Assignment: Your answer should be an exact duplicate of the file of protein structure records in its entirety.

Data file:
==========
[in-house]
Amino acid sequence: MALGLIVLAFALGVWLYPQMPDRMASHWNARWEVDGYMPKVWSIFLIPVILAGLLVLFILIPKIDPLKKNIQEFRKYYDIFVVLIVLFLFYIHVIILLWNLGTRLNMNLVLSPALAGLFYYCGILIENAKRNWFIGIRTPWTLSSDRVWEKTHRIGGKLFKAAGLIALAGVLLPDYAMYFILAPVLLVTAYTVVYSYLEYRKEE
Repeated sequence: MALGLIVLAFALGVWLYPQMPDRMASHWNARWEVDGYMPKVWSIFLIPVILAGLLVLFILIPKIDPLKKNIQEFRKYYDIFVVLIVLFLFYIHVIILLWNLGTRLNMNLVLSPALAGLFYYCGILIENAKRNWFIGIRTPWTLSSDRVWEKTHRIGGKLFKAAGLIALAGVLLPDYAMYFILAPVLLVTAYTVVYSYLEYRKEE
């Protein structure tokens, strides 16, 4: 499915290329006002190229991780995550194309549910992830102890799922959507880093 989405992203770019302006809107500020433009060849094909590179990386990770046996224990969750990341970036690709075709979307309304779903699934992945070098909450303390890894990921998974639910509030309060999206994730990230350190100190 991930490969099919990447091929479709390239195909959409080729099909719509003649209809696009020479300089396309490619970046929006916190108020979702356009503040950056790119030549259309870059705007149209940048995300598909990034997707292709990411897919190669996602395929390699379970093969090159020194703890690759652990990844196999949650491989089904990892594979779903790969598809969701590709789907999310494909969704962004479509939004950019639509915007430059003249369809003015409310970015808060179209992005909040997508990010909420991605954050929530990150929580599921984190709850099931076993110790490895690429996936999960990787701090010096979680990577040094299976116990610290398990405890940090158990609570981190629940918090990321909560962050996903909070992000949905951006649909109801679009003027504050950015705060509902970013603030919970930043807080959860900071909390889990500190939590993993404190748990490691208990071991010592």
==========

[in-house]
Amino acid sequence: MALGLIVLAFALGVWLYPQMPDRMASHWNARWEVDGYMPKVWSIFLIPVILAGLLVLFILIPKIDPLKKNIQEFRKYYDIFVVLIVLFLFYIHVIILLWNLGTRLNMNLVLSPALAGLFYYCGILIENAKRNWFIGIRTPWTLSSDRVWEKTHRIGGKLFKAAGLIALAGVLLPDYAMYFILAPVLLVTAYTVVYSYLEYRKEE
Repeated sequence: MALGLIVLAFALGVWLYPQMPDRMASHWNARWEVDGYMPKVWSIFLIPVILAGLLVLFILIPKIDPLKKNIQEFRKYYDIFVVLIVLFLFYIHVIILLWNLGTRLNMNLVLSPALAGLFYYCGILIENAKRNWFIGIRTPWTLSSDRVWEKTHRIGGKLFKAAGLIALAGVLLPDYAMYFILAPVLLVTAYTVVYSYLEYRKEE
């Protein structure tokens, strides 16, 4: 499915290329006002190229991780995550194309549910992830102890799922959507880093 989405992203770019302006809107500020433009060849094909590179990386990770046996224990969750990341970036690709075709979307309304779903699934992945070098909450303390890894990921998974639910509030309060999206994730990230350190100190 991930490969099919990447091929479709390239195909959409080729099909719509003649209809696009020479300089396309490619970046929006916190108020979702356009503040950056790119030549259309870059705007149209940048995300598909990034997707292709990411897919190669996602395929390699379970093969090159020194703890690759652990990844196999949650491989089904990892594979779903790969598809969701590709789907999310494909969704962004479509939004950019639509915007430059003249369809003015409310970015808060179209992005909040997508990010909420991605954050929530990150929580599921984190709850099931076993110790490895690429996936999960990787701090010096979680990577040094299976116990610290398990405890940090158990609570981190629940918090990321909560962050996903909070992000949905951006649909109801679009003027504050950015705060509902970013603030919970930043807080959860900071909390889990500190939590993993404190748990490691208990071991010592």